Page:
This year, Spanish broadcaster RTVE revived the talent show Operación Triunfo, which was used between 2001 and 2004 to choose the country’s Eurovision act. Instead of selecting the winner of the show, Spain picked its Eurovision entry during Gala Eurovisión, the penultimate episode of the show.

As it turns out, Amaia Romero ultimately won OT, while Alfred García finished fourth. Shouldn’t she be billed first, then?

Anyway, “Tu Canción” was written by composer Raúl Gómez and lyricist Sylvia Santoro. Raúl was the 2013 winner of the show El Número Uno who then moved to London to start his songwriting career. He submitted a song for Spain in 2016 that did not make it out of the pre-selection. Raúl’s aunt Sylvia released two albums in the early 2000s before taking a break for her family, but is now returning to songwriting. They wrote the song inspired by Alfred and Amaia’s real-life romance.

“Tu Canción” is a gentle ballad that sounds like a cross between “Amar pelos dois” and “Wind Beneath My Wings.” It doesn’t appeal to us much, but let’s be honest: the bar was set so low by Spain’s previous entry that you could walk over said bar without even noticing it was there.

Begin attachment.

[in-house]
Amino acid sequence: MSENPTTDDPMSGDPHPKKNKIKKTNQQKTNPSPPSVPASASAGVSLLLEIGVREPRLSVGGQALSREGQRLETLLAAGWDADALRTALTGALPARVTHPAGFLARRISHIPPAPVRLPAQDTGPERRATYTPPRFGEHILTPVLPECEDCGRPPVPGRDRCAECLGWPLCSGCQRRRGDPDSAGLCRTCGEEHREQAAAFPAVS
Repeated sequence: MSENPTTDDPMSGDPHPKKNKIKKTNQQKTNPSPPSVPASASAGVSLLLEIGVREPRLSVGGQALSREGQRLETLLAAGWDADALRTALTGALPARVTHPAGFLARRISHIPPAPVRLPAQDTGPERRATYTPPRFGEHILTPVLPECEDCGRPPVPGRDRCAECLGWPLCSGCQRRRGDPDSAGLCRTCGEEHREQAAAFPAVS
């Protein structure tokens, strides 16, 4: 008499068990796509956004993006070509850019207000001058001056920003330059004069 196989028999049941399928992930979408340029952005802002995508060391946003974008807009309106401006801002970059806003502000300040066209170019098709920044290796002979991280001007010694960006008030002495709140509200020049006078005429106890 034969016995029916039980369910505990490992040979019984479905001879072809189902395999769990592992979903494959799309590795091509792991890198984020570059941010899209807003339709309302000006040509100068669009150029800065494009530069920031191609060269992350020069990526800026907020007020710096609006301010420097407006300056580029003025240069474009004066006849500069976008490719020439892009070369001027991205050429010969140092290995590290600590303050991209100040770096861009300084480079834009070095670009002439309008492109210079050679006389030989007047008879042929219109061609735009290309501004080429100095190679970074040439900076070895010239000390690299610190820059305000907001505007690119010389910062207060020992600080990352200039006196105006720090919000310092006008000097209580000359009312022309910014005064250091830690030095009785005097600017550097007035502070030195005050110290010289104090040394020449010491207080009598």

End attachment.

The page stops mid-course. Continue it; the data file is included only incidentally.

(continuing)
We can’t decide if Alfred and Amaia’s performance is helped or hindered by their relationship. On one hand, we want to scream, “Get a room!” But heck, it’s a love song, and if the singers don’t have good chemistry, then how are supposed to buy what they’re selling? So long as they don’t miss their cues, they’ll be fine.

United Kingdom’s Eurovision 2018 Entry

SuRie has won Eurovision You Decide and will bring a “Storm” to Lisbon.

Born Susanna Marie Cork, SuRie was a backup singer for Loïc Nottet in 2015 and for Blanche in 2017. She has also backed up Will Young and Chris Martin and acted as Fontaine in Les Miserables. In addition to performing, she teaches at Mountview Academy of Theatre Arts in London.